Netflix executives see continued growth for streaming video and little real competition even as media companies jump into the direct-to-consumer market.
Wall Street cheered Netflix’s third-quarter subscriber growth figures. In what has been a volatile market lately, Netflix gives them a stock they think they can count on to continue to rise.
On its post-earnings video, Netflix CEO Reed Hastings downplayed the third-quarter streaming figures.
“I think we’re getting a little better on the forecasting in particular the evolution to paid net ads,” Hasting said.
He said the company is focusing on paid subscribers and that free trials tend to create noise.
“I'm afraid the Q2, Q3 story is probably mostly an issue of forecasting as opposed to anything changing in the business,” he said.
But Hastings was bullish on the future of streaming.
In response to a question about the company getting into other businesses, Hasting said: “There is so much growth ahead that’s possible in streaming video entertainment. So we're just going to focus on that for a very long time. Unfortunately lots of other companies are also focusing on that, but that's going to make it exciting for us for the next few years, great for consumers, incredible for producers.”
While Disney, AT&T and YouTube are lining up as competitors, “we don't focus that much in any one because no one seems to affect us that much. What affects us is can we produce the best content the world's ever seen? Can we get people excited about that content? Can we serve it up in ways that make it really fun and easy, again focusing on our fundamentals,” Hastings said.
“Someday there will have to be competition for wallet share, we're not naive about that, but it seems very far off from everything we've seen. So – and we're continuing to work with many of those firms where it makes sense to for both of us and it's creating a big and vibrant industry,” said.
The onset of competition is making relationships with some program suppliers more complicated for Netflix.
“There are conflicts within their companies of what they want to sell, when they want to sell, or what Windows that would allow for. They allow flexibility to offer their own services, which is something we foresaw years ago when we started doing original programming,” said chief content officer Ted Sarandos.
“But in the meantime, I think that they are the studios and who are always have been somewhat of potential competitors have to look at those things today and say what's the best way to get return on investment for creating great content. And so in some cases it's going to be launching it through their own direct-to-consumer initiatives, in other cases it's going to be selling to Netflix which has proved to be very positive for them for many years.” Sarandos said.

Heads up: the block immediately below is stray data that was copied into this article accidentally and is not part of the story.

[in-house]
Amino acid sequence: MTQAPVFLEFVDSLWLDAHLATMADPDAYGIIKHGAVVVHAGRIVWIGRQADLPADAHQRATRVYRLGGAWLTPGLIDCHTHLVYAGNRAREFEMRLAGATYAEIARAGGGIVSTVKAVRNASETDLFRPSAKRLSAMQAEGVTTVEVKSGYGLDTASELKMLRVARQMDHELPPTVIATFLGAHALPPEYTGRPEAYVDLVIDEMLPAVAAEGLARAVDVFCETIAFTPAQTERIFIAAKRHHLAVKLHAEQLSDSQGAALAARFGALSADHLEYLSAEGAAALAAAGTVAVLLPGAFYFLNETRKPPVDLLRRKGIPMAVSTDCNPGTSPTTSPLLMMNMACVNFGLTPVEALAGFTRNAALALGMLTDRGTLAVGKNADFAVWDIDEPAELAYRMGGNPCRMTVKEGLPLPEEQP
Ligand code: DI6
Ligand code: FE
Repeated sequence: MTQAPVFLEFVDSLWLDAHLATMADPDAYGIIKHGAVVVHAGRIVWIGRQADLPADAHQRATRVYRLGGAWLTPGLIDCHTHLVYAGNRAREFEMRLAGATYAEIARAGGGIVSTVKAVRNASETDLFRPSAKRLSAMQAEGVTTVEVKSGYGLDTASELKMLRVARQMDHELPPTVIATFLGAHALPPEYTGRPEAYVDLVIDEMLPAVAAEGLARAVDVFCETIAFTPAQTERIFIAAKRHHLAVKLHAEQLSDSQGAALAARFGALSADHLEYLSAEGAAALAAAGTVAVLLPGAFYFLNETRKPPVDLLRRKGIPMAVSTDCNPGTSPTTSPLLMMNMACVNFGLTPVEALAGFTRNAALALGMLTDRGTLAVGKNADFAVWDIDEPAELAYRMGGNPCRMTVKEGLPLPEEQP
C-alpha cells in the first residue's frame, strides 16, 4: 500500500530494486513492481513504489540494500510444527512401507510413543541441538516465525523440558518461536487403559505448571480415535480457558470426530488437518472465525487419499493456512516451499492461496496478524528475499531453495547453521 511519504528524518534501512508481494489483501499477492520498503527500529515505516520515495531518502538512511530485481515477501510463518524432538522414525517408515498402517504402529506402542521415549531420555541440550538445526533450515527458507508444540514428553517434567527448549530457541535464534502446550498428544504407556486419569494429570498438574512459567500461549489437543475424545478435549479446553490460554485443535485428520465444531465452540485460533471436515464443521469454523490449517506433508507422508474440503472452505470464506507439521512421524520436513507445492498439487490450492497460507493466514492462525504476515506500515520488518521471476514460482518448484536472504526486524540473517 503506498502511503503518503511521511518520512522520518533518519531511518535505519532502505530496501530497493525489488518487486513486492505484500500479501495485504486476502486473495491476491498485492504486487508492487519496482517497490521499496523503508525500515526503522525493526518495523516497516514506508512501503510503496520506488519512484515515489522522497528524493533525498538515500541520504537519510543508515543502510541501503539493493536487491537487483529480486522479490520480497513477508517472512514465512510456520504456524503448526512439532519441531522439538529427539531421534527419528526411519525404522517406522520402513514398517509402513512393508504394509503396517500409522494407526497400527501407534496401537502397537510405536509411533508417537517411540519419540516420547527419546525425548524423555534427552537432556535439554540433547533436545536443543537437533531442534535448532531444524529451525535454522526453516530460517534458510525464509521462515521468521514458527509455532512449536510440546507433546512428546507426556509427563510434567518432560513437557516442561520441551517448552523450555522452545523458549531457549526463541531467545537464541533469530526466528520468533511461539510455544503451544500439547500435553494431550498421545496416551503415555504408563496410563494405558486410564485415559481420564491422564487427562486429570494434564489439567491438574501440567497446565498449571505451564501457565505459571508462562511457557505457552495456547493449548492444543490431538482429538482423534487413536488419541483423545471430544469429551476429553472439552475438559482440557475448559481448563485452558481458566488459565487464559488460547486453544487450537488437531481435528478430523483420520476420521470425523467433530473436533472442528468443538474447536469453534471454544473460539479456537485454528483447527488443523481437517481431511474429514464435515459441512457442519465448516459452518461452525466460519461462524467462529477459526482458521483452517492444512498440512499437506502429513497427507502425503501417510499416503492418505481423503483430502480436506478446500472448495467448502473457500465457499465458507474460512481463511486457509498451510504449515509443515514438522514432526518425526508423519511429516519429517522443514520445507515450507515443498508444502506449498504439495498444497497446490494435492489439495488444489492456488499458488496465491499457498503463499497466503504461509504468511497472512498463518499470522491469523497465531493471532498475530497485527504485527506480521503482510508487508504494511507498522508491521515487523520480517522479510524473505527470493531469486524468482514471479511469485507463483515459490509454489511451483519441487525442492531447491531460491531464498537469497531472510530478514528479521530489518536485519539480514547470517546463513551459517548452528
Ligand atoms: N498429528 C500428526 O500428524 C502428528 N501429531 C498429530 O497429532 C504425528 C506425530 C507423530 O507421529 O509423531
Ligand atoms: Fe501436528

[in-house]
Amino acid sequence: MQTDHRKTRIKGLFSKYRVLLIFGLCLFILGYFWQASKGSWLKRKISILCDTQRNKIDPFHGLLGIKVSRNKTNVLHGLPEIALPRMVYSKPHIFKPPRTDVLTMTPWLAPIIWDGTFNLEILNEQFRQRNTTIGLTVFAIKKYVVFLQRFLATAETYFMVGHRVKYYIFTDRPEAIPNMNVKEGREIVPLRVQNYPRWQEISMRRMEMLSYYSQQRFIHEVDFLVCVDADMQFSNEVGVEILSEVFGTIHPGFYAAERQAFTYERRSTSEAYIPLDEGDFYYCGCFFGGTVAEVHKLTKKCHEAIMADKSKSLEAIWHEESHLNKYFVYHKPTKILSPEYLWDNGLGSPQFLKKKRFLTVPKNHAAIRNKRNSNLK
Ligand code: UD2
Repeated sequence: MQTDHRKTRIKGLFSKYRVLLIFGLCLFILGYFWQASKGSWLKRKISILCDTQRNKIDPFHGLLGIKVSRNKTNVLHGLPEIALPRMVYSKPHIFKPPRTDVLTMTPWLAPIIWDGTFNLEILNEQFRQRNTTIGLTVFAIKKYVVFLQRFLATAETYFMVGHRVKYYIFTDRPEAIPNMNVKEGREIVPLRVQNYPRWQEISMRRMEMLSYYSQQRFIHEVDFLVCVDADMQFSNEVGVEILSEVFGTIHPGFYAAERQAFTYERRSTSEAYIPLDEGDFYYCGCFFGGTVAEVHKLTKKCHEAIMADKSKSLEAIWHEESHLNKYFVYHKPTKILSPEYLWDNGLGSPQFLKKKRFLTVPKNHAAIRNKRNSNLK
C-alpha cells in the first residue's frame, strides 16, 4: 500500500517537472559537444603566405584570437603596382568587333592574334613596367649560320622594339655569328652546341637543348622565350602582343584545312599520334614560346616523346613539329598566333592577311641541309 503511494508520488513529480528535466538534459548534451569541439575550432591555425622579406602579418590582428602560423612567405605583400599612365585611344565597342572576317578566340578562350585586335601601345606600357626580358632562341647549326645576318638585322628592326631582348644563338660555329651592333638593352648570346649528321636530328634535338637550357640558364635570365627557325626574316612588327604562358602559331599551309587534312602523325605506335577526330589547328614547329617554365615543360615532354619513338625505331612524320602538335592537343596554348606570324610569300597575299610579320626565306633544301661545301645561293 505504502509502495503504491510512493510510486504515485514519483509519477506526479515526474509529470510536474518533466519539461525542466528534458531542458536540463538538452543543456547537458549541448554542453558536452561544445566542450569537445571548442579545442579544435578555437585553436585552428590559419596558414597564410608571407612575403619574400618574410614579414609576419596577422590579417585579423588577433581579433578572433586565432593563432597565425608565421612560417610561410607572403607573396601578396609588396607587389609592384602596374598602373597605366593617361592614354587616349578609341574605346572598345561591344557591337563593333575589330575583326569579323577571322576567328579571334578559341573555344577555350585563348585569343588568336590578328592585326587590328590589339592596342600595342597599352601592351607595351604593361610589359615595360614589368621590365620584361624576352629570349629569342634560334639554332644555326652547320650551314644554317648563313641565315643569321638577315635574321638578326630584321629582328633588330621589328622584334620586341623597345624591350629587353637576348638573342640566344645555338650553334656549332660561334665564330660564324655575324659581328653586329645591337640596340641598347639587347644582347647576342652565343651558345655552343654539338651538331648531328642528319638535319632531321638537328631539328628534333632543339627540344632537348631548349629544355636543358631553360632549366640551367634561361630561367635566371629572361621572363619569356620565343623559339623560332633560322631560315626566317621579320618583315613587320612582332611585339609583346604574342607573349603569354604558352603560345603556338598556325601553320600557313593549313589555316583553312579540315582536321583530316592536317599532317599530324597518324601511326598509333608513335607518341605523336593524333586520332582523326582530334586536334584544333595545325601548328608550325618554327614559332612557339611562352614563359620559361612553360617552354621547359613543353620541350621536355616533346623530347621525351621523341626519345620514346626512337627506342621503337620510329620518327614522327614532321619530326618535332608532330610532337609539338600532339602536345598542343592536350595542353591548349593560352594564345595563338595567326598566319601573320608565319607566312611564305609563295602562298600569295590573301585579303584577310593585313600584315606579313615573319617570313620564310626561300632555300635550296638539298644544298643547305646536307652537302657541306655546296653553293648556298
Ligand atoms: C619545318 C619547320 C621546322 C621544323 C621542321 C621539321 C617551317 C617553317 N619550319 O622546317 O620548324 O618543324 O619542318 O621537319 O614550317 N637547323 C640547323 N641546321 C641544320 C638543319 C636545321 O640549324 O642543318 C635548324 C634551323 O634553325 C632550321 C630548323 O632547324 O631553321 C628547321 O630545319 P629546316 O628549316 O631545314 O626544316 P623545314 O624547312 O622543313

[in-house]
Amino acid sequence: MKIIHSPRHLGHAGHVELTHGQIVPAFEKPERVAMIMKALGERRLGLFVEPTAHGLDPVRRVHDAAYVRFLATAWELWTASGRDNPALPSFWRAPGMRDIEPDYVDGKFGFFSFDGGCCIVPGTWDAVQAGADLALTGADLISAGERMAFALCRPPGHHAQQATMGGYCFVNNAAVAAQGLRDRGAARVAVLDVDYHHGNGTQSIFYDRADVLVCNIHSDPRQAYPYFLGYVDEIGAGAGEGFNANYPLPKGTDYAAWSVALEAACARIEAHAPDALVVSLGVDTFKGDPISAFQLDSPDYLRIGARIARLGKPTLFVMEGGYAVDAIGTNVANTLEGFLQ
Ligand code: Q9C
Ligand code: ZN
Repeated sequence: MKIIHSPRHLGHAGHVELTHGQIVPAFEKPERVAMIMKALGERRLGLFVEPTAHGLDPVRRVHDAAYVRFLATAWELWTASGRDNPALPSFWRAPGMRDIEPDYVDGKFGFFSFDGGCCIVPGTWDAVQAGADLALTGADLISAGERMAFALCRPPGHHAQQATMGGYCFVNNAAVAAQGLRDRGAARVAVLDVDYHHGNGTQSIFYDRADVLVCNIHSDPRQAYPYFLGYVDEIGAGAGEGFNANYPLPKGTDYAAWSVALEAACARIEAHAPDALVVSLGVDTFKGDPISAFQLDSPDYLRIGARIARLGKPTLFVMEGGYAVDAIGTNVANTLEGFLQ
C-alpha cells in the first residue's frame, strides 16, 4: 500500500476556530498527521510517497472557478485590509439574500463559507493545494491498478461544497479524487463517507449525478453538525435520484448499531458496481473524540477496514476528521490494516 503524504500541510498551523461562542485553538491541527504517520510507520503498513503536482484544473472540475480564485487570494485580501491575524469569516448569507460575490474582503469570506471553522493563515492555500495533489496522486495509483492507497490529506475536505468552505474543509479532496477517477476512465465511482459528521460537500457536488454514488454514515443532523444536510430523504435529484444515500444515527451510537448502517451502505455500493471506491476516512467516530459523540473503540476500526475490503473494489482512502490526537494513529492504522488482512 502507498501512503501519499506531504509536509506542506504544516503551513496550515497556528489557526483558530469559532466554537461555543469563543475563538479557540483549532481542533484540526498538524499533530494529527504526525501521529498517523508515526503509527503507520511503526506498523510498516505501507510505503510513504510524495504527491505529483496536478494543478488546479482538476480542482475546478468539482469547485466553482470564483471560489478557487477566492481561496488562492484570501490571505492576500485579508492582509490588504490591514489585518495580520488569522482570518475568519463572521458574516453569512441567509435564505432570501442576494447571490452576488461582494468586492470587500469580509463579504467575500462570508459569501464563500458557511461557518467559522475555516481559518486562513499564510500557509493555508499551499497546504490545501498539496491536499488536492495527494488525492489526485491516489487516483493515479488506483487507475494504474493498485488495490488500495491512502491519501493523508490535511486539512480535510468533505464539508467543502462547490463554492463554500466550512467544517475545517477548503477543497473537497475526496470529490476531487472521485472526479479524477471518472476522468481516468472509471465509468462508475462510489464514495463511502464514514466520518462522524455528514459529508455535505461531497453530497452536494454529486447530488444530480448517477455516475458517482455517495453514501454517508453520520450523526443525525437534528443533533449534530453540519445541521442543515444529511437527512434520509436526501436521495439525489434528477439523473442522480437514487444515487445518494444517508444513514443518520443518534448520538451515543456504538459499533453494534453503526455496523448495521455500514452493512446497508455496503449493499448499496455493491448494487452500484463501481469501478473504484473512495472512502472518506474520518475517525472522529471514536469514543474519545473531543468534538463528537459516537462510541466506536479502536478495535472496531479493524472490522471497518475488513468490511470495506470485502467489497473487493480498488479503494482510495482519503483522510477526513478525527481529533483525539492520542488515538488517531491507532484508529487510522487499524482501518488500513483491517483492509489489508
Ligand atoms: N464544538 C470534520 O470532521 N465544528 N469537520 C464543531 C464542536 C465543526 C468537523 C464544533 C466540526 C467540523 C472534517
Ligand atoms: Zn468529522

Chief product officer Greg Peters said working with distributors is helping Netflix reach additional consumers and that it has been able to raise the price of its service and continue to add subs.
Working with cable operators “allows us to access a set of subscribers, a consumer demographic which might be less technology early adopter than the folks that are signing us up – with us directly, and so we're able to sort of accelerate our growth in a new segment via these deals,” Peters said.
“Our job is to focus on, invest and providing our members incredible experiences, more great content, great product experiences,” he added. “And when we do that and we do it well, we earn the right to increase price a bit and then we take that new revenue, invested back into the model and that sort of continuous positive cycle we get to keep going, and we foresee that that will keep going for many years in the future.”
Wall Street ate most of this up with a spoon.
“The Netflix subscriber growth story is back on track,” said Doug Mitchelson of Credit Suisse in a report Tuesday evening.
Mitchelson increased his earnings forecast for Netflix in 2018 to $$2.63 a share.
“While management is using the faster revenue growth opportunity to continue to further ramp investment in content and technology to drive their flywheel, it is noteworthy that free cash flow burn has peaked and is set to improve in 2020,” he said.
Noting that Netflix got 'robust’ profit contributions from both its domestic and international segments, Mark Mahaney of RBC Capital Markets crowed that the ”long-term fundamental trends remain very, very, very much intact,”
Mahaney raise his target for Netflix’s stock price to $450 per share.
“We don’t believe in “open-ended growth stories. But, darn, Netflix is about as close to one as you can find in today’s market. Global subs adds are accelerating in ’18 – per our extensive survey work, the Netflix consumer value prop is compelling,” he said. “Global streaming revenue is accelerating too -- pricing power surely helps. and corporate operating margins are expanding--the advantages of a scalable model.”
Jon has been business editor of Broadcasting+Cable since 2010. He focuses on revenue-generating activities, including advertising and distribution, as well as executive intrigue and merger and acquisition activity. Just about any story is fair game, if a dollar sign can make its way into the article. Before B+C, Jon covered the industry for TVWeek, Cable World, Electronic Media, Advertising Age and The New York Post. A native New Yorker, Jon is hiding in plain sight in the suburbs of Chicago.
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